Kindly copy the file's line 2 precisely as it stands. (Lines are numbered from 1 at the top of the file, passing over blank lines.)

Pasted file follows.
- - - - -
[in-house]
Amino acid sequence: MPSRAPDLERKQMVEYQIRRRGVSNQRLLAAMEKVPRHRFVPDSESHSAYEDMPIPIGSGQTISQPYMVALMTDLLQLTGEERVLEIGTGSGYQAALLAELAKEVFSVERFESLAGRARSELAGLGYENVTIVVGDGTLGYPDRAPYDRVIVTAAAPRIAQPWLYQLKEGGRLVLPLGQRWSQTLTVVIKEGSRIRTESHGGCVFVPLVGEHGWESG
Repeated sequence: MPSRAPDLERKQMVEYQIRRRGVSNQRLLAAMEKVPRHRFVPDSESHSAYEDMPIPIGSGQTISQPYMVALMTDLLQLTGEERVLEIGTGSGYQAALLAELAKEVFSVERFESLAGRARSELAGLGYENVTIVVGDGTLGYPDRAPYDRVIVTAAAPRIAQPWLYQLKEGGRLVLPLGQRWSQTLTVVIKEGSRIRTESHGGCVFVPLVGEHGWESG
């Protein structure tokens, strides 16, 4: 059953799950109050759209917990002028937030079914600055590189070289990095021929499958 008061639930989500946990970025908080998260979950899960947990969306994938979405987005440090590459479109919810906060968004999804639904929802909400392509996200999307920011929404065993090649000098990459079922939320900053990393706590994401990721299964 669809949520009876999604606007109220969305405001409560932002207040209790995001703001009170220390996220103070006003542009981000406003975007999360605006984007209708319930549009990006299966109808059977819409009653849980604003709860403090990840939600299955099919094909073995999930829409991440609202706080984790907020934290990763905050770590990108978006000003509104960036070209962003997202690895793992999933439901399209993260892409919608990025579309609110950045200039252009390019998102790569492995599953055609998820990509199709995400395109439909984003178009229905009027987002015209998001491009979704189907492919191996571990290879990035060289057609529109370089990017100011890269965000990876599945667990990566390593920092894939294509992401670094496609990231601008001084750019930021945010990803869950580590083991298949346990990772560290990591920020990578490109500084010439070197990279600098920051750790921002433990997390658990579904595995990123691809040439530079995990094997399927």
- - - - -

Amino acid sequence: MPSRAPDLERKQMVEYQIRRRGVSNQRLLAAMEKVPRHRFVPDSESHSAYEDMPIPIGSGQTISQPYMVALMTDLLQLTGEERVLEIGTGSGYQAALLAELAKEVFSVERFESLAGRARSELAGLGYENVTIVVGDGTLGYPDRAPYDRVIVTAAAPRIAQPWLYQLKEGGRLVLPLGQRWSQTLTVVIKEGSRIRTESHGGCVFVPLVGEHGWESG